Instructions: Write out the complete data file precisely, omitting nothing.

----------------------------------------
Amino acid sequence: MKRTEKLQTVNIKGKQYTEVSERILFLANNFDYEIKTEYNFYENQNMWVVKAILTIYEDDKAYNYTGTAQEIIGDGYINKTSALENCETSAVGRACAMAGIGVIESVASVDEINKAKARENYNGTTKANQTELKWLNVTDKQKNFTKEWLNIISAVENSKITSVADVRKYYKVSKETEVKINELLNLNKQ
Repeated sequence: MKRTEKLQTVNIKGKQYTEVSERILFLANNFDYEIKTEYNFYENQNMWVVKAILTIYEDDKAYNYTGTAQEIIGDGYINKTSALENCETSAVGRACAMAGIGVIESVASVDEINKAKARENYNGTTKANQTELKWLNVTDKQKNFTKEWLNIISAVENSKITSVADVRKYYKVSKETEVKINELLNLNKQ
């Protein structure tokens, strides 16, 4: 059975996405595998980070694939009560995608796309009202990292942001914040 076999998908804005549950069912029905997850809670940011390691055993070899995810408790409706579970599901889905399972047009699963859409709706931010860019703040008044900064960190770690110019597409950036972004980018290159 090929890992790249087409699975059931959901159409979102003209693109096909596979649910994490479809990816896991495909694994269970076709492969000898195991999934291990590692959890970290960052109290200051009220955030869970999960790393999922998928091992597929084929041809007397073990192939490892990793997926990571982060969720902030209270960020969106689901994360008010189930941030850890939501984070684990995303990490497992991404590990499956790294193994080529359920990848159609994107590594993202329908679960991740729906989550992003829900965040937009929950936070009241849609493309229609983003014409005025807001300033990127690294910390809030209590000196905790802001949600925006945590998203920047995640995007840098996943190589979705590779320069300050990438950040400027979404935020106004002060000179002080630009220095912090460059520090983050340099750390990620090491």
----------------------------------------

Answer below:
Amino acid sequence: MKRTEKLQTVNIKGKQYTEVSERILFLANNFDYEIKTEYNFYENQNMWVVKAILTIYEDDKAYNYTGTAQEIIGDGYINKTSALENCETSAVGRACAMAGIGVIESVASVDEINKAKARENYNGTTKANQTELKWLNVTDKQKNFTKEWLNIISAVENSKITSVADVRKYYKVSKETEVKINELLNLNKQ
Repeated sequence: MKRTEKLQTVNIKGKQYTEVSERILFLANNFDYEIKTEYNFYENQNMWVVKAILTIYEDDKAYNYTGTAQEIIGDGYINKTSALENCETSAVGRACAMAGIGVIESVASVDEINKAKARENYNGTTKANQTELKWLNVTDKQKNFTKEWLNIISAVENSKITSVADVRKYYKVSKETEVKINELLNLNKQ
């Protein structure tokens, strides 16, 4: 059975996405595998980070694939009560995608796309009202990292942001914040 076999998908804005549950069912029905997850809670940011390691055993070899995810408790409706579970599901889905399972047009699963859409709706931010860019703040008044900064960190770690110019597409950036972004980018290159 090929890992790249087409699975059931959901159409979102003209693109096909596979649910994490479809990816896991495909694994269970076709492969000898195991999934291990590692959890970290960052109290200051009220955030869970999960790393999922998928091992597929084929041809007397073990192939490892990793997926990571982060969720902030209270960020969106689901994360008010189930941030850890939501984070684990995303990490497992991404590990499956790294193994080529359920990848159609994107590594993202329908679960991740729906989550992003829900965040937009929950936070009241849609493309229609983003014409005025807001300033990127690294910390809030209590000196905790802001949600925006945590998203920047995640995007840098996943190589979705590779320069300050990438950040400027979404935020106004002060000179002080630009220095912090460059520090983050340099750390990620090491």